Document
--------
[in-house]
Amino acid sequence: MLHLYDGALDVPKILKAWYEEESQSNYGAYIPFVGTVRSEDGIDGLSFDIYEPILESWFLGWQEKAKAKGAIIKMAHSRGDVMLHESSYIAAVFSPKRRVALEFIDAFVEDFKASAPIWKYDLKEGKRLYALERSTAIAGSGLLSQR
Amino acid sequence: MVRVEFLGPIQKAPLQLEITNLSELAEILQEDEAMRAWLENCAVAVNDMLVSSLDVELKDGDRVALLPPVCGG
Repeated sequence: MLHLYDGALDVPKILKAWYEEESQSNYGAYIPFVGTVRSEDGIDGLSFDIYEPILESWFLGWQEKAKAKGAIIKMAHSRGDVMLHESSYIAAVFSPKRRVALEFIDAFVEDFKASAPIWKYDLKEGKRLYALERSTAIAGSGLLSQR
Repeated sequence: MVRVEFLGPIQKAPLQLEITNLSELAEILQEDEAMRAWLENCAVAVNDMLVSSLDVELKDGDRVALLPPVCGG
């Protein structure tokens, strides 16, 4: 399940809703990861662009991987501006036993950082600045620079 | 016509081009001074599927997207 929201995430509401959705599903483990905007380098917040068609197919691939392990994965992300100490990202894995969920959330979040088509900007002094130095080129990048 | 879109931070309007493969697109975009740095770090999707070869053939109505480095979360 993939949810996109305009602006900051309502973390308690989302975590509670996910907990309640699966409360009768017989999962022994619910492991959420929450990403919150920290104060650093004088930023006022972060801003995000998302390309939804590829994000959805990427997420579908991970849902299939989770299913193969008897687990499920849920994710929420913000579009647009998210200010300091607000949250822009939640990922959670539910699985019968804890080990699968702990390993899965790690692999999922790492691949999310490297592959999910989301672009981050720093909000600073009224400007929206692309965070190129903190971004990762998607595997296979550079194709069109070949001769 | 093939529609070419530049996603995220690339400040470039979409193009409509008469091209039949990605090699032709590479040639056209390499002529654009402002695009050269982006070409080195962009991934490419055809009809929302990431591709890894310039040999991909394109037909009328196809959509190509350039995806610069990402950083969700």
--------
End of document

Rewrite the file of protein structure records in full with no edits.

[in-house]
Amino acid sequence: MLHLYDGALDVPKILKAWYEEESQSNYGAYIPFVGTVRSEDGIDGLSFDIYEPILESWFLGWQEKAKAKGAIIKMAHSRGDVMLHESSYIAAVFSPKRRVALEFIDAFVEDFKASAPIWKYDLKEGKRLYALERSTAIAGSGLLSQR
Amino acid sequence: MVRVEFLGPIQKAPLQLEITNLSELAEILQEDEAMRAWLENCAVAVNDMLVSSLDVELKDGDRVALLPPVCGG
Repeated sequence: MLHLYDGALDVPKILKAWYEEESQSNYGAYIPFVGTVRSEDGIDGLSFDIYEPILESWFLGWQEKAKAKGAIIKMAHSRGDVMLHESSYIAAVFSPKRRVALEFIDAFVEDFKASAPIWKYDLKEGKRLYALERSTAIAGSGLLSQR
Repeated sequence: MVRVEFLGPIQKAPLQLEITNLSELAEILQEDEAMRAWLENCAVAVNDMLVSSLDVELKDGDRVALLPPVCGG
């Protein structure tokens, strides 16, 4: 399940809703990861662009991987501006036993950082600045620079 | 016509081009001074599927997207 929201995430509401959705599903483990905007380098917040068609197919691939392990994965992300100490990202894995969920959330979040088509900007002094130095080129990048 | 879109931070309007493969697109975009740095770090999707070869053939109505480095979360 993939949810996109305009602006900051309502973390308690989302975590509670996910907990309640699966409360009768017989999962022994619910492991959420929450990403919150920290104060650093004088930023006022972060801003995000998302390309939804590829994000959805990427997420579908991970849902299939989770299913193969008897687990499920849920994710929420913000579009647009998210200010300091607000949250822009939640990922959670539910699985019968804890080990699968702990390993899965790690692999999922790492691949999310490297592959999910989301672009981050720093909000600073009224400007929206692309965070190129903190971004990762998607595997296979550079194709069109070949001769 | 093939529609070419530049996603995220690339400040470039979409193009409509008469091209039949990605090699032709590479040639056209390499002529654009402002695009050269982006070409080195962009991934490419055809009809929302990431591709890894310039040999991909394109037909009328196809959509190509350039995806610069990402950083969700």